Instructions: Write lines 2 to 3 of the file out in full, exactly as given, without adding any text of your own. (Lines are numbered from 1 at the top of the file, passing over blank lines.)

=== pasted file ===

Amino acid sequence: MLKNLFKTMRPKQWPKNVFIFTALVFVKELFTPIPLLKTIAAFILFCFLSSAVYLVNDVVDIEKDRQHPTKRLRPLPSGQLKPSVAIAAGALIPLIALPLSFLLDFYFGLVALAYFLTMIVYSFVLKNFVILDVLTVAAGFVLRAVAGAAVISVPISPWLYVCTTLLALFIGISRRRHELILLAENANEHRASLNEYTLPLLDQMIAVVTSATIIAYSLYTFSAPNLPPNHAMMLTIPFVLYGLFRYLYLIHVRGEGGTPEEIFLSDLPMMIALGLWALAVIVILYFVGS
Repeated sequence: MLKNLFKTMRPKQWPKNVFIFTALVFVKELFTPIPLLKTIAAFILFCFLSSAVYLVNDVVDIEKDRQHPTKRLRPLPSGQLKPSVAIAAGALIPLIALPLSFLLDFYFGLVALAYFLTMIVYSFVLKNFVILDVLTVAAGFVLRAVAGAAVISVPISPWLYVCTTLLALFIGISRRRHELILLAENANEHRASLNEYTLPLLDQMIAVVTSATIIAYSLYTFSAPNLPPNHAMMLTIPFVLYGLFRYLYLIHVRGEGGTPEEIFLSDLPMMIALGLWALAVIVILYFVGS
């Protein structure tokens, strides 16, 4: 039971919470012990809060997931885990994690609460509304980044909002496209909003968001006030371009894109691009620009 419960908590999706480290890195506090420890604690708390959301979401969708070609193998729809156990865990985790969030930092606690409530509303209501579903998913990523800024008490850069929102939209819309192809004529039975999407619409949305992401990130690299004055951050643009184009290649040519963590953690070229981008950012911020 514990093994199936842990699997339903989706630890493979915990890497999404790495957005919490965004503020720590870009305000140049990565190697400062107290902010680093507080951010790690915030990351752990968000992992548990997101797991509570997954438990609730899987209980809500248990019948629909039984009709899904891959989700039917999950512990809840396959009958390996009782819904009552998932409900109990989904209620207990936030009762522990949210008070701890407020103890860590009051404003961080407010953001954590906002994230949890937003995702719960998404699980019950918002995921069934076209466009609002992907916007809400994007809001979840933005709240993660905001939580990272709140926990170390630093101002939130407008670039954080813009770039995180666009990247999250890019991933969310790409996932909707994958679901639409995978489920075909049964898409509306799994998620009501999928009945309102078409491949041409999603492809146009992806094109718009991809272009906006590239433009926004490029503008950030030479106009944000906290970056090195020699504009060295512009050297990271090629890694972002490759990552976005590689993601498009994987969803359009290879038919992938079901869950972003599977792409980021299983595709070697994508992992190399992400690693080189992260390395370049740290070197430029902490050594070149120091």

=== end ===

Repeated sequence: MLKNLFKTMRPKQWPKNVFIFTALVFVKELFTPIPLLKTIAAFILFCFLSSAVYLVNDVVDIEKDRQHPTKRLRPLPSGQLKPSVAIAAGALIPLIALPLSFLLDFYFGLVALAYFLTMIVYSFVLKNFVILDVLTVAAGFVLRAVAGAAVISVPISPWLYVCTTLLALFIGISRRRHELILLAENANEHRASLNEYTLPLLDQMIAVVTSATIIAYSLYTFSAPNLPPNHAMMLTIPFVLYGLFRYLYLIHVRGEGGTPEEIFLSDLPMMIALGLWALAVIVILYFVGS
């Protein structure tokens, strides 16, 4: 039971919470012990809060997931885990994690609460509304980044909002496209909003968001006030371009894109691009620009 419960908590999706480290890195506090420890604690708390959301979401969708070609193998729809156990865990985790969030930092606690409530509303209501579903998913990523800024008490850069929102939209819309192809004529039975999407619409949305992401990130690299004055951050643009184009290649040519963590953690070229981008950012911020 514990093994199936842990699997339903989706630890493979915990890497999404790495957005919490965004503020720590870009305000140049990565190697400062107290902010680093507080951010790690915030990351752990968000992992548990997101797991509570997954438990609730899987209980809500248990019948629909039984009709899904891959989700039917999950512990809840396959009958390996009782819904009552998932409900109990989904209620207990936030009762522990949210008070701890407020103890860590009051404003961080407010953001954590906002994230949890937003995702719960998404699980019950918002995921069934076209466009609002992907916007809400994007809001979840933005709240993660905001939580990272709140926990170390630093101002939130407008670039954080813009770039995180666009990247999250890019991933969310790409996932909707994958679901639409995978489920075909049964898409509306799994998620009501999928009945309102078409491949041409999603492809146009992806094109718009991809272009906006590239433009926004490029503008950030030479106009944000906290970056090195020699504009060295512009050297990271090629890694972002490759990552976005590689993601498009994987969803359009290879038919992938079901869950972003599977792409980021299983595709070697994508992992190399992400690693080189992260390395370049740290070197430029902490050594070149120091």